Greber’s video Alles steuert der Blitz consists of two photographs of the same architecture with each a different exposure. Alternately appearing in the projection the structure of a suburban train stop with three street lamps is first hidden in darkness and then revealed. The scenery of a concrete structure with flickering lights, empty of people, gives the impression of a ghostly presence, as if something was not right.
The two works were first shown together during a residency in North-Rhine Westphalia, where surprisingly they turned into something of comment on the notions of presence and absence in the Anthropocene. Kuypers The Road to Success borrows its title from a manual for racing pigeons and thus examines yet another interspecies relationship.
Séances with Extinct Species of Birds, 2012-ongoing
Courtesy the artist and Galerie Barbara Thumm
Since 2012, the artist has conducted spiritualist sessions to establish contact with extinct species of birds. As an exercise in imagination and cross border communication, the participants experimented with their voices and breathing to reach an alternate state of receptivity. While there exists no visual documentation of the sessions, the collective process manifested in a sound work and a score similar to an arrangement of linguistic elements as known from concrete poetry. Séances with Extinct Species of Birds contemplates on species extinction, sonancy and transcendence through engaging with a performative, ritualistic practice outside the scope of modern traditions.
Born in Guatemala, Ramírez-Figueroa often picks up on the ciphers of a tropical flora and fauna. The political history of the country as well as the cultural legacy of Latin America equally tend to influence the thematic reflections of is oeuvre, which bears similarities with surrealism, theatre and notions of the spiritual in dialogue with contemporary culture.
Acrylic, latex, silicone, tinsel, plastic foil
50 x 12 x 25 cm
Coming from a painting tradition, Dieckwisch’s works find their inspiration in experimenting with diverse materials such as latex and silicone. Although mostly synthetic, Dieckwisch’s works share similarities with organic life forms in structure and arrangement. Her compositions seem to feed upon a shared body out of which clear pictures emerge from time to time, only to be reabsorbed and fashioned into something new once they leave an organised exhibition space.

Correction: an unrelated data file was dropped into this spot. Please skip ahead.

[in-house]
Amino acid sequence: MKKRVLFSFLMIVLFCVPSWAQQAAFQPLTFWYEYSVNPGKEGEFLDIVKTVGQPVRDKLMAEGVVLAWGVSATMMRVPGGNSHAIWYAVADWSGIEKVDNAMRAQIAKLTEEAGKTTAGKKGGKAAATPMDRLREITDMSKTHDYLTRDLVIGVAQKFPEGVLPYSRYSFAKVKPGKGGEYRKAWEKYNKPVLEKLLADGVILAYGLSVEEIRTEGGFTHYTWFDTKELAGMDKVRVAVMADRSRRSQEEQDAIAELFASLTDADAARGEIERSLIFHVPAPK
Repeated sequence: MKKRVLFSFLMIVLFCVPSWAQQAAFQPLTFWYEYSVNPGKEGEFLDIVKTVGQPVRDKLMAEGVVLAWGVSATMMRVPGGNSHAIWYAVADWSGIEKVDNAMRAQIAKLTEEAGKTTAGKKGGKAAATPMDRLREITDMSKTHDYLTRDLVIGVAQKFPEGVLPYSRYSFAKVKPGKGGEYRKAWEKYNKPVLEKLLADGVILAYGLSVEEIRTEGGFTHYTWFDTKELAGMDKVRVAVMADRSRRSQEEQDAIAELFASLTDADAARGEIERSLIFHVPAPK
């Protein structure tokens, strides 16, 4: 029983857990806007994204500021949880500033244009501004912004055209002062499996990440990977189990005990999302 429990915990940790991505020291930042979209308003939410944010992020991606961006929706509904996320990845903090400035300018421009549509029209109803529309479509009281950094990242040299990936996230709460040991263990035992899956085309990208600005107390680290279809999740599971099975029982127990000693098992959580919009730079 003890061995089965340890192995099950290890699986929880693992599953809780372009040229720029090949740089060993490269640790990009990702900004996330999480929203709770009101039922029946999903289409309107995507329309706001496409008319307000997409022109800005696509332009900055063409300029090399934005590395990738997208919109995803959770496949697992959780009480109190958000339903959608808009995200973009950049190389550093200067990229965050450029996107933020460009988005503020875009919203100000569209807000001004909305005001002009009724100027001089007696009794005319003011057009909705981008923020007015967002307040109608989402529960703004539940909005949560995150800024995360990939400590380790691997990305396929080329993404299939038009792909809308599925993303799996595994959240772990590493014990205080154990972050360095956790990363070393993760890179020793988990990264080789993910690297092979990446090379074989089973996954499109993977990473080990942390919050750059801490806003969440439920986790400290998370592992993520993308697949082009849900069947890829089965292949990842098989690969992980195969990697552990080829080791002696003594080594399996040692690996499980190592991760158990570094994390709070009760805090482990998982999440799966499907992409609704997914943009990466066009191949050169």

With a curiosity about foodstuffs and the poetic potential of recipes, Dieckwisch’s visual practice reminds the viewer of tactile and gustatory experiences, as well as edible and degradable materials. In a compost-like object, fragments of sketch-like experiments and relics from earlier works embark upon a further phase of their cycle.
HOW TO: Lean Forward, Test Solutions, 2018
Gonzalez’ practice explores the influence of both the organic and the technological in currently shifting notions of gender and identity. She infuses the dominant virtual-visual realm back into the haptic-human world, as a way of investigating different and deeper ways of seeing through, being in, and altering the environment.
The installation is part of a series called HOW TO, which runs concurrent to the online poetry collection tutorials (www.tutorials.fyi) by Martin Jackson for which Gonzalez is making work as a way of open source translation, and versioning, or reappropriating the ideas, imagery and language of poetry.
HOW TO: Lean Forward, Test Solutions immerses the viewer in an interactive scenario. The segmented landscape explores how aesthetics can be used as a strategy for survival in our local and global environments through simulation, adaptations and or camouflaging. For example, the branded water bottles that appear throughout the installation are used as a source of growth; presented as sculptural objects as well as a subject in her video piece. The piece is intended as a form of speculative reimagining or fictionalizing our experience of the world that prompts the viewer to draw connections between these glimpses from an alternate reality and the looping words of the poem itself.
Zoë Claire Miller
Candid Canids, 2018
It is said that the first dog was a wolf that gave up its independence to seek permanent employment among cavemen. The employment contract signed in this evolutionary niche included hunting support, guarding, companionship; the payment was made in scraps of meat. What are the delicate links in the cross-species interdependence between canids and hominids? Who owns, who is possessed? Miller’s video and sculpture trace several hominid-canid encounters and symbioses in Mexico and Germany, attempting to encounter dogs on equal terms.
Regina de Miguel
HD video, colour, sound, 28′ 19”
Original soundtrack: Lucrecia Dalt
Decepción is a speculative fiction, a travel log and the story of an internal or existential displacement set before the mytho-poetic backdrop of Deception Island in the Antarctic. Based on the post-abyssal thinking of Boaventura de Souza, an inner monologue reflects on the idea of the South and an invisibilised humanity. The narration deals with the existence of extreme life forms which—until recently — were inconceivable to science, which has always measured survival according to anthropocentric notions. On Deception Island, which is the terrestrial analogue closest to planet Mars, the possibility of a biosphere in darkness and microbial life on other planets is being explored.
Departing from this journey and guided by a voice that dovetails with the imaginaries already conjured up by Poe, Verne, Lovecraft, and Lispector Decepción invites us to imagine ourselves as the fossils of a future universe.
HD video 13’ 53’’